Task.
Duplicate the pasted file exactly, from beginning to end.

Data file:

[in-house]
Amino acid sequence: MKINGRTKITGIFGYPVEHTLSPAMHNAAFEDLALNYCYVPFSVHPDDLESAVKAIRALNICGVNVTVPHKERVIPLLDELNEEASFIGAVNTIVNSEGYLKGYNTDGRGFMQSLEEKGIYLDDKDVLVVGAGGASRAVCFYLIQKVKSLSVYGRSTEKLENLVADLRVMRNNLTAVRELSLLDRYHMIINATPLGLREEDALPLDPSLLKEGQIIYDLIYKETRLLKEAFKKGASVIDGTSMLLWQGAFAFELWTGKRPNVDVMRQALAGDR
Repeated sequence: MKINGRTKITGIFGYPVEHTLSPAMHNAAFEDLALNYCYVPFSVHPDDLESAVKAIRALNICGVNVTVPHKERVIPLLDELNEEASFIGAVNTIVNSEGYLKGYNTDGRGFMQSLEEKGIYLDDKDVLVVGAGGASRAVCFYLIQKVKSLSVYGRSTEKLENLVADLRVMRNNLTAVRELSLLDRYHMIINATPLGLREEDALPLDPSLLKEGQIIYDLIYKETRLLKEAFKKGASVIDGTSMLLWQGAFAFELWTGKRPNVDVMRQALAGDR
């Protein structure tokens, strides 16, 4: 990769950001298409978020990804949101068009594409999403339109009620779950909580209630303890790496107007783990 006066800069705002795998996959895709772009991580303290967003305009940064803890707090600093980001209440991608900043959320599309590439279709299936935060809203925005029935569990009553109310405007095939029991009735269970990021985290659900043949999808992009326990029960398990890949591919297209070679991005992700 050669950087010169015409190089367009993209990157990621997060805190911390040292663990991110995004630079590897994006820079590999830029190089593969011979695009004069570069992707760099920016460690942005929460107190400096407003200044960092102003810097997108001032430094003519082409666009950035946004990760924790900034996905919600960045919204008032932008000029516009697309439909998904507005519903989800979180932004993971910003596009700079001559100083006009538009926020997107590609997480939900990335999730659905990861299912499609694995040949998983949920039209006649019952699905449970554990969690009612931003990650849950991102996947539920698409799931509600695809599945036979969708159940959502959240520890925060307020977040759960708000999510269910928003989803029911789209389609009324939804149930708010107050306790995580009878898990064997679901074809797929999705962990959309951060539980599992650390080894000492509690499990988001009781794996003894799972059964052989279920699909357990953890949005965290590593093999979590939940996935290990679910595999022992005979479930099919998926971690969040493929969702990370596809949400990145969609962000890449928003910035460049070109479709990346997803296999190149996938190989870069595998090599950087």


[in-house]
Amino acid sequence: MKINGRTKITGIFGYPVEHTLSPAMHNAAFEDLALNYCYVPFSVHPDDLESAVKAIRALNICGVNVTVPHKERVIPLLDELNEEASFIGAVNTIVNSEGYLKGYNTDGRGFMQSLEEKGIYLDDKDVLVVGAGGASRAVCFYLIQKVKSLSVYGRSTEKLENLVADLRVMRNNLTAVRELSLLDRYHMIINATPLGLREEDALPLDPSLLKEGQIIYDLIYKETRLLKEAFKKGASVIDGTSMLLWQGAFAFELWTGKRPNVDVMRQALAGDR
Repeated sequence: MKINGRTKITGIFGYPVEHTLSPAMHNAAFEDLALNYCYVPFSVHPDDLESAVKAIRALNICGVNVTVPHKERVIPLLDELNEEASFIGAVNTIVNSEGYLKGYNTDGRGFMQSLEEKGIYLDDKDVLVVGAGGASRAVCFYLIQKVKSLSVYGRSTEKLENLVADLRVMRNNLTAVRELSLLDRYHMIINATPLGLREEDALPLDPSLLKEGQIIYDLIYKETRLLKEAFKKGASVIDGTSMLLWQGAFAFELWTGKRPNVDVMRQALAGDR
């Protein structure tokens, strides 16, 4: 990769950001298409978020990804949101068009594409999403339109009620779950909580209630303890790496107007783990 006066800069705002795998996959895709772009991580303290967003305009940064803890707090600093980001209440991608900043959320599309590439279709299936935060809203925005029935569990009553109310405007095939029991009735269970990021985290659900043949999808992009326990029960398990890949591919297209070679991005992700 050669950087010169015409190089367009993209990157990621997060805190911390040292663990991110995004630079590897994006820079590999830029190089593969011979695009004069570069992707760099920016460690942005929460107190400096407003200044960092102003810097997108001032430094003519082409666009950035946004990760924790900034996905919600960045919204008032932008000029516009697309439909998904507005519903989800979180932004993971910003596009700079001559100083006009538009926020997107590609997480939900990335999730659905990861299912499609694995040949998983949920039209006649019952699905449970554990969690009612931003990650849950991102996947539920698409799931509600695809599945036979969708159940959502959240520890925060307020977040759960708000999510269910928003989803029911789209389609009324939804149930708010107050306790995580009878898990064997679901074809797929999705962990959309951060539980599992650390080894000492509690499990988001009781794996003894799972059964052989279920699909357990953890949005965290590593093999979590939940996935290990679910595999022992005979479930099919998926971690969040493929969702990370596809949400990145969609962000890449928003910035460049070109479709990346997803296999190149996938190989870069595998090599950087």